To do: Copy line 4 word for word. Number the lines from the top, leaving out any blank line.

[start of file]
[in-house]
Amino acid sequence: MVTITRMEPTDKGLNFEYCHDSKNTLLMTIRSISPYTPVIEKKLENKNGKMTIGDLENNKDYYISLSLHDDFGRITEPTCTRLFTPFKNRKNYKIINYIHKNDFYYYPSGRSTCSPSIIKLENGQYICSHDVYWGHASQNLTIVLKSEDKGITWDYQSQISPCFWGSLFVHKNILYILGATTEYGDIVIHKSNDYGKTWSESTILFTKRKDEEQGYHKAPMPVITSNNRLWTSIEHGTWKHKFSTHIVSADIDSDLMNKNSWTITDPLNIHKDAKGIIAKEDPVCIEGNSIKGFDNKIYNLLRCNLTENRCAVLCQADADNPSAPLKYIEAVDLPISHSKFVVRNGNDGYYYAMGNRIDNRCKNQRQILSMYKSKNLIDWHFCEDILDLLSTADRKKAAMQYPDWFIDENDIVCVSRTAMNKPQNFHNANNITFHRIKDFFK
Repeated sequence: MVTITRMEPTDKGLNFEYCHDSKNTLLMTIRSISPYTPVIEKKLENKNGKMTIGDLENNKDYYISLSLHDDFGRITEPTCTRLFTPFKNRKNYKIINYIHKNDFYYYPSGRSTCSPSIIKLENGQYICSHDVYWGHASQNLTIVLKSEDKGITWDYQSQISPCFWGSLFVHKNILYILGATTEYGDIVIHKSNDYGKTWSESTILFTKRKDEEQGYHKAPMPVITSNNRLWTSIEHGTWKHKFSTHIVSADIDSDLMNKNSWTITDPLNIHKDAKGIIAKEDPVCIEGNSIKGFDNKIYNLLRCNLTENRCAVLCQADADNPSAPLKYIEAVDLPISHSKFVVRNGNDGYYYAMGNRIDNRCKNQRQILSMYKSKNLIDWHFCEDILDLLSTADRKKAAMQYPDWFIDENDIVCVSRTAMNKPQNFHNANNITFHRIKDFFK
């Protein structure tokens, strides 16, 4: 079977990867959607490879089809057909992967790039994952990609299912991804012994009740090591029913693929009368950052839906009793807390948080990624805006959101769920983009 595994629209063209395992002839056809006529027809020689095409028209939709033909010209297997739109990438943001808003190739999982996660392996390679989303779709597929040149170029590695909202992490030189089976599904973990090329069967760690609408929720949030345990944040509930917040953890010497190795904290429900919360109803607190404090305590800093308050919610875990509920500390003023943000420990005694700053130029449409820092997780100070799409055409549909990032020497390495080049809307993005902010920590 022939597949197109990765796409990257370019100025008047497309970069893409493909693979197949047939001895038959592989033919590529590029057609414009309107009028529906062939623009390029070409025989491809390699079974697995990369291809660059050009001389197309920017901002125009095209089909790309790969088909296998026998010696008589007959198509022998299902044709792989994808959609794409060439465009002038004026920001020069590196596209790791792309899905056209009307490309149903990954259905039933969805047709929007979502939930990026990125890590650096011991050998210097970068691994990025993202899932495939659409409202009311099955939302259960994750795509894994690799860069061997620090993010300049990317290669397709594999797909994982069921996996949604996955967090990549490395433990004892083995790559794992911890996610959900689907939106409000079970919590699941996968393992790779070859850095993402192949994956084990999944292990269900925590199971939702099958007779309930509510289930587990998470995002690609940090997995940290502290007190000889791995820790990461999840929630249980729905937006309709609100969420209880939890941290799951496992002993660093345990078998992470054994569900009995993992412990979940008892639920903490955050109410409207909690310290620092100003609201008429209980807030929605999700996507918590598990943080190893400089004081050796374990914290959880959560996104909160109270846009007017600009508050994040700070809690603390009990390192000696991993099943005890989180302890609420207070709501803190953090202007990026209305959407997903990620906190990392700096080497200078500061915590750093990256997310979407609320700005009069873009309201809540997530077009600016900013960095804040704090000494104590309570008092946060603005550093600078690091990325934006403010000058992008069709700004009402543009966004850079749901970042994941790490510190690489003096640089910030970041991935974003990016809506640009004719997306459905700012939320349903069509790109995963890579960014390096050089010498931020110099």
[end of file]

């Protein structure tokens, strides 16, 4: 079977990867959607490879089809057909992967790039994952990609299912991804012994009740090591029913693929009368950052839906009793807390948080990624805006959101769920983009 595994629209063209395992002839056809006529027809020689095409028209939709033909010209297997739109990438943001808003190739999982996660392996390679989303779709597929040149170029590695909202992490030189089976599904973990090329069967760690609408929720949030345990944040509930917040953890010497190795904290429900919360109803607190404090305590800093308050919610875990509920500390003023943000420990005694700053130029449409820092997780100070799409055409549909990032020497390495080049809307993005902010920590 022939597949197109990765796409990257370019100025008047497309970069893409493909693979197949047939001895038959592989033919590529590029057609414009309107009028529906062939623009390029070409025989491809390699079974697995990369291809660059050009001389197309920017901002125009095209089909790309790969088909296998026998010696008589007959198509022998299902044709792989994808959609794409060439465009002038004026920001020069590196596209790791792309899905056209009307490309149903990954259905039933969805047709929007979502939930990026990125890590650096011991050998210097970068691994990025993202899932495939659409409202009311099955939302259960994750795509894994690799860069061997620090993010300049990317290669397709594999797909994982069921996996949604996955967090990549490395433990004892083995790559794992911890996610959900689907939106409000079970919590699941996968393992790779070859850095993402192949994956084990999944292990269900925590199971939702099958007779309930509510289930587990998470995002690609940090997995940290502290007190000889791995820790990461999840929630249980729905937006309709609100969420209880939890941290799951496992002993660093345990078998992470054994569900009995993992412990979940008892639920903490955050109410409207909690310290620092100003609201008429209980807030929605999700996507918590598990943080190893400089004081050796374990914290959880959560996104909160109270846009007017600009508050994040700070809690603390009990390192000696991993099943005890989180302890609420207070709501803190953090202007990026209305959407997903990620906190990392700096080497200078500061915590750093990256997310979407609320700005009069873009309201809540997530077009600016900013960095804040704090000494104590309570008092946060603005550093600078690091990325934006403010000058992008069709700004009402543009966004850079749901970042994941790490510190690489003096640089910030970041991935974003990016809506640009004719997306459905700012939320349903069509790109995963890579960014390096050089010498931020110099």